The mental health field has made substantial progress in developing sound early intervention conceptual frameworks,14 18 scaling up of early psychosis services, and more recently, specialised youth-specific services. Evidence to date supports an early intervention paradigm for mental health to prevent or delay the onset of disorders. Where systematically implemented, early intervention proves to be highly accessible and acceptable to young people and results in outcomes that are positive and cost-effective. The progress made thus far provides a beachhead for further progress. While early intervention for psychosis is increasingly established,6 18 the challenge now is to strengthen fidelity, extend tenure and capture a broader range of potentially severe disorders and outcomes. High-quality studies are especially needed examining early intervention for non-psychotic disorders. In addition to determining the most effective intensity and duration of interventions to reduce symptomatology, a broader range of interventions that successfully enhance functional outcomes are required. It is also crucial that the gains achieved through early intervention are not sacrificed by ‘loosening the grip’ too soon and consigning patients with an initial recovery but a longer term vulnerability to a revolving door of weak and intermittent healthcare. Stage-specific treatments are the antidote to this with proportionate resources across all stages of illness, just as occurs in cancer and other branches of healthcare.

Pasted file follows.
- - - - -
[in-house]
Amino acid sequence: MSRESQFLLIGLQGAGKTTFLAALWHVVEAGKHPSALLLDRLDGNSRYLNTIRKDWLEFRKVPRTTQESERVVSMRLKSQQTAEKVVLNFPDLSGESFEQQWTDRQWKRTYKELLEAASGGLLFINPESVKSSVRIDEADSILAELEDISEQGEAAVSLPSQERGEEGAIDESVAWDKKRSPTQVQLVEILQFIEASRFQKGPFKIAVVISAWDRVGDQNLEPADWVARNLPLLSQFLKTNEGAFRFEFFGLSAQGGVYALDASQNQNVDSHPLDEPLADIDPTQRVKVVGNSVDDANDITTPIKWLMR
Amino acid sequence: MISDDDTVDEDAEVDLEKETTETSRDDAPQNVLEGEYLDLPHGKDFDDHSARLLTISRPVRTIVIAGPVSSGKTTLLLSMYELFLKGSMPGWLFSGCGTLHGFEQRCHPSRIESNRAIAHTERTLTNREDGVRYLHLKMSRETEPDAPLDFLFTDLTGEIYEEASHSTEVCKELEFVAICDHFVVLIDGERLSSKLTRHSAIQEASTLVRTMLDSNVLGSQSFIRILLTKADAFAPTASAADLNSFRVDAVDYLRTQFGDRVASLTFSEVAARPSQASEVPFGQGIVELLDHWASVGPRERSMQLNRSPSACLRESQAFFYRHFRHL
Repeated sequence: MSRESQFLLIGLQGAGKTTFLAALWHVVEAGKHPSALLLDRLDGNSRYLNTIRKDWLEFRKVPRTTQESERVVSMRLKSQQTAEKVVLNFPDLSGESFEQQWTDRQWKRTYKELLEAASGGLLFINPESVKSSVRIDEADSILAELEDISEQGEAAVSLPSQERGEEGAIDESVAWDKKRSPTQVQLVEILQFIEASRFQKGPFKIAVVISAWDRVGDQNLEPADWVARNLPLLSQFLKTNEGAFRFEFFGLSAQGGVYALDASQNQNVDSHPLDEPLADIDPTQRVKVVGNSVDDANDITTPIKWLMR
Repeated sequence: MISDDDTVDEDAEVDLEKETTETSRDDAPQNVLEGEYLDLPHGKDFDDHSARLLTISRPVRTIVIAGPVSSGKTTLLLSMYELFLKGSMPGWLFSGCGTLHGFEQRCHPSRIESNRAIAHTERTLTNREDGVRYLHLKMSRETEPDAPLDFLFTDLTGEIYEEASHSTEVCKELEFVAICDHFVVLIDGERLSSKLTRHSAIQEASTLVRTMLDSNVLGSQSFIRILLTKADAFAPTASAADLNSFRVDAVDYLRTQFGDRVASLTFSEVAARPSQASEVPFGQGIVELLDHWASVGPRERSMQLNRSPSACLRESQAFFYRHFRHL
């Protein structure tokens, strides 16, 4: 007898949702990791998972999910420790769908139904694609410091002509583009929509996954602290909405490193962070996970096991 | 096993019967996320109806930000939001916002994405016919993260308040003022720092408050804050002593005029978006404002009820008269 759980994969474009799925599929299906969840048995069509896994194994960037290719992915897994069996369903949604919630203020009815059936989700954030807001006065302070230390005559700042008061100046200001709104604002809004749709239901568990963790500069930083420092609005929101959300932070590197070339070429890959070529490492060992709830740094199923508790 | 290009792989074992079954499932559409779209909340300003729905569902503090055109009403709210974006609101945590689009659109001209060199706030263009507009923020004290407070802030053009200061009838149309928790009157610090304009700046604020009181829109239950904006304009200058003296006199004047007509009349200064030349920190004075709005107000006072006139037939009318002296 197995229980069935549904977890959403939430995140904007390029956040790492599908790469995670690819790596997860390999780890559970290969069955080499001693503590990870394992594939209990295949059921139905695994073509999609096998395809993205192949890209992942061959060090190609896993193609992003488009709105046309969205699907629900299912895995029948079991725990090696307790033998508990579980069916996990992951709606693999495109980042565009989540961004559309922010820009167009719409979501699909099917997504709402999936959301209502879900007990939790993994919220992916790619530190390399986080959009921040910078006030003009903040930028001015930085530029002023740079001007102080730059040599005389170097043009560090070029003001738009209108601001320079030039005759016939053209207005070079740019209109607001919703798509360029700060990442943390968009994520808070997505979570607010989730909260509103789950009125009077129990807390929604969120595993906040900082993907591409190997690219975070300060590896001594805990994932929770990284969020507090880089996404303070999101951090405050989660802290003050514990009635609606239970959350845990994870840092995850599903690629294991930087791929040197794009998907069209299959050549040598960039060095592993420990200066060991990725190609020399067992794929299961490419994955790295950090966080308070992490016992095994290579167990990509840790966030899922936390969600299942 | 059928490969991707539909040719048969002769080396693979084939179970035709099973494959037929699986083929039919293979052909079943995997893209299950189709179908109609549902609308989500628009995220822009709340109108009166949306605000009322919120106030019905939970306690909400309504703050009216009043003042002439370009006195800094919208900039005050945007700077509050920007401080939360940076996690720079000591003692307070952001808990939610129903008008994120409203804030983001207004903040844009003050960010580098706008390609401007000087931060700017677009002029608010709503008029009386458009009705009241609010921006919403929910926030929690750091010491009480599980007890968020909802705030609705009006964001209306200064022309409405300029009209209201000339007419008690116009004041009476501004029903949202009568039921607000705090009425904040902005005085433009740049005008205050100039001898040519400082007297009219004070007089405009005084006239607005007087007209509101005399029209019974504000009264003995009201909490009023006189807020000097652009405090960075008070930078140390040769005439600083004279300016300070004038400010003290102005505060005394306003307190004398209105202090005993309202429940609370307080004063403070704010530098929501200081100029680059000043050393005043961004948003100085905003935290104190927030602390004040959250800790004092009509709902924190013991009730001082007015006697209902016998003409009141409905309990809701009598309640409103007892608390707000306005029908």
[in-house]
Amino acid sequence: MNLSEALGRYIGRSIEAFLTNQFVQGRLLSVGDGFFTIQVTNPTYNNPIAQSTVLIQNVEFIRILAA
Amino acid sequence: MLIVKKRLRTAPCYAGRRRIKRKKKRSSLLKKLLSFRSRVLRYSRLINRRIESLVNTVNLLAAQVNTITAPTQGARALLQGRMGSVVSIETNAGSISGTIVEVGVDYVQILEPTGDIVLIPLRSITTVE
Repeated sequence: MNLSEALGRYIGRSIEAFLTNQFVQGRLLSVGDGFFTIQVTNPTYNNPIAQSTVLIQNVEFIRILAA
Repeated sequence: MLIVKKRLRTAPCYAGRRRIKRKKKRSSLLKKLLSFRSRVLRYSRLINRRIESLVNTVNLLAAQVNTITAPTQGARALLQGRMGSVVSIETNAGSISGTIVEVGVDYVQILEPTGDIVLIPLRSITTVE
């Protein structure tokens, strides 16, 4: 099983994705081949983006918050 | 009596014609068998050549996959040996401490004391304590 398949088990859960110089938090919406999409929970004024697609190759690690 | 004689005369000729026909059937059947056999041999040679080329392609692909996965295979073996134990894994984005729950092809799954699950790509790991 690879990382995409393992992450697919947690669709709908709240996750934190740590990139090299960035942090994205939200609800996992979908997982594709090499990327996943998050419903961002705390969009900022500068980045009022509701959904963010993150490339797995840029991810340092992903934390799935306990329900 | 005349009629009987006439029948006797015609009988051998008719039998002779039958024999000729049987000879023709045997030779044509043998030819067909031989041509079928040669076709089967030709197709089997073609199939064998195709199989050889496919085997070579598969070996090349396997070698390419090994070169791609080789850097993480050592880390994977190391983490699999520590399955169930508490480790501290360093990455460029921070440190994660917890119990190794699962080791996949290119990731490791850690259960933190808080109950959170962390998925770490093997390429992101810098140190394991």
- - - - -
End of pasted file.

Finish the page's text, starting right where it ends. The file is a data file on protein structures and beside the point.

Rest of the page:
PDM is supported by a NHMRC Senior Principal Research Fellowship (1060996).


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  • Contributors PDM and CM drafted and revised the manuscript.

  • Funding This study was funded by National Health and Medical Research Council (1060996).

  • Competing interests PDM is a Director of headspace.

  • Patient consent Not required.

  • Provenance and peer review Not commissioned; externally peer reviewed.